AbstractThis dissertation addresses some problems raised by the well-known intractability of deductive reasoning in even moderately expressive knowledge representation systems. Starting from boolean constraint propagation (BCP), a previously known linear-time incomplete reasoner for clausal propositional theories, we develop fact propagation (FP) to deal with non-clausal theories, after motivating the need for such an extension. FP is specified using a confluent rewriting systems, for which we present an algorithm that has quadratic-time complexity in general, but is still linear-time for clausal theories. FP is the only known tractable extension of BCP to non-clausal theories; we prove that it performs strictly more inferences than CNF-BCP, a previously-proposed extension of BCP to non-clausal theories.
We generalize a refutation reasoner based on FP to a family of sound and tractable reasoners that are increasingly complete" for propositional theories. These can be used for anytime reasoning, i.e., they provide partial answers even if they are stopped prematurely, and the completeness" of the answer improves with the time used in computing it. A fixpoint construction based on FP gives an alternate characterization of the reasoners in this family, and is used to define a transformation of arbitrary theories into logically-equivalent vivid" theories | ones for which our FP algorithm ii is complete.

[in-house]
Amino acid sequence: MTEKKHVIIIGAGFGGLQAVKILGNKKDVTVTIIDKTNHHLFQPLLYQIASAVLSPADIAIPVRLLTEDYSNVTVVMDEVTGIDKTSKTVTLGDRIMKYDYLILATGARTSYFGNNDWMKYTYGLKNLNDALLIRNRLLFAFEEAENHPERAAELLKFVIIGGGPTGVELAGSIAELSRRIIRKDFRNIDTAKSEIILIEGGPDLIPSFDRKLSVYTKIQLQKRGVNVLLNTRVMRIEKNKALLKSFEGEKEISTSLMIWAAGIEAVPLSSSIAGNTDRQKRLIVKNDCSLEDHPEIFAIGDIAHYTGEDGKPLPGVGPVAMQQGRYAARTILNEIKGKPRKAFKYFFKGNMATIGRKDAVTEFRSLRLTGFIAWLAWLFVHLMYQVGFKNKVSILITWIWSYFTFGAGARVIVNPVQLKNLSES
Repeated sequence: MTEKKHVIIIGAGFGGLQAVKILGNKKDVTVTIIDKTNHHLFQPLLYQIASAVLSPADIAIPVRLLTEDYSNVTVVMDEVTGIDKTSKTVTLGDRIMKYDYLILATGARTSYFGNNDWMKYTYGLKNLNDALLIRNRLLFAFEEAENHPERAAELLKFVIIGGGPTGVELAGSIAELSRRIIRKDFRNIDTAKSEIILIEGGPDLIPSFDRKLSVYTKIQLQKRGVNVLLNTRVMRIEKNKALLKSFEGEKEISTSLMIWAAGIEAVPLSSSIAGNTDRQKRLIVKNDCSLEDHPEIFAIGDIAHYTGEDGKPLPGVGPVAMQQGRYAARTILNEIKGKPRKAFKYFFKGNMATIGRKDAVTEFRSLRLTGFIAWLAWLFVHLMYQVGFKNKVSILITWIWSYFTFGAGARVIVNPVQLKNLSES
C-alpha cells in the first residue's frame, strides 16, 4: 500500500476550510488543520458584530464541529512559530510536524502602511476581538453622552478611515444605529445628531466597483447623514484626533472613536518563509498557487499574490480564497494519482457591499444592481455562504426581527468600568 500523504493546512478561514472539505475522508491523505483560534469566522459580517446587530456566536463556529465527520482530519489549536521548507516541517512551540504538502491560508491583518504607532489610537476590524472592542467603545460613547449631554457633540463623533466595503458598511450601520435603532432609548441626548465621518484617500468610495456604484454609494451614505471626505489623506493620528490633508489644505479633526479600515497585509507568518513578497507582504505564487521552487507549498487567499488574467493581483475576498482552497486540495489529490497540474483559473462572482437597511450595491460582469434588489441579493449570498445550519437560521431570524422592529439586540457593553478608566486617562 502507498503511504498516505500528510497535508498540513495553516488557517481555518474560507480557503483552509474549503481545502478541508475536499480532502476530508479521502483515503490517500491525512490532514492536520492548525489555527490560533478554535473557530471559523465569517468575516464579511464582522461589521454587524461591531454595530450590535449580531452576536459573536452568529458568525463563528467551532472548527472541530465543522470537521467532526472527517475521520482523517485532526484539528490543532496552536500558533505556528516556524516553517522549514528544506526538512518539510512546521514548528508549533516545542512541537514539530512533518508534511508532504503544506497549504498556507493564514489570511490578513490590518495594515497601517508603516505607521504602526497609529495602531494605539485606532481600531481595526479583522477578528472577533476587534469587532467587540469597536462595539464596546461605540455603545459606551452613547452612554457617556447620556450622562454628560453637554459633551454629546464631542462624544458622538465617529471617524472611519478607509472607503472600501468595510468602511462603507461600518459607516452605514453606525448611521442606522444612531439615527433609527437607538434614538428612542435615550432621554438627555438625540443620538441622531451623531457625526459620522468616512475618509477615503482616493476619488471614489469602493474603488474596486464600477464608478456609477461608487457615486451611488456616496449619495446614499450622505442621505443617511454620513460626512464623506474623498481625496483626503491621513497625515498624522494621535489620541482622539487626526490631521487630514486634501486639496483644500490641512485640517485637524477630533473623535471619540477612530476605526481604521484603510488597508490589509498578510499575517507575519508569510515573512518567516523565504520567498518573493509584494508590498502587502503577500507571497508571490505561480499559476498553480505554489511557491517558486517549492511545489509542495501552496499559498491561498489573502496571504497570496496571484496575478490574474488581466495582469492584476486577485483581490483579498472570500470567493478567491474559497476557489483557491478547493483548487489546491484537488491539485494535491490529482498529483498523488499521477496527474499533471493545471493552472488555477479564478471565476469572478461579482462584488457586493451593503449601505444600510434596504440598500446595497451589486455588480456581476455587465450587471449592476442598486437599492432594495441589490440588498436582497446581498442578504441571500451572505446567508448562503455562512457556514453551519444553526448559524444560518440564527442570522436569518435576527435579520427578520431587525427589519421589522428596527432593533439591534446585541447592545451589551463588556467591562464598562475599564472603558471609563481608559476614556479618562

Our final contribution is to the description of tractable classes of reasoning problems. Based on FP, we develop a new property, called bounded intricacy, which is shared by a variety of tractable classes that were previously presented, for example, in the areas of propositional satisfiability, constraint satisfaction, and OR-databases. Although proving bounded intricacy for these classes requires domain-specific techniques (which are based on the original tractability proofs), bounded intricacy is one more tool available for showing that a family of problems arising in some application is tractable. As we demonstrate in the case of constraint satisfaction and disjunctive logic programs, bounded intricacy can also be used to uncover new tractable classes.
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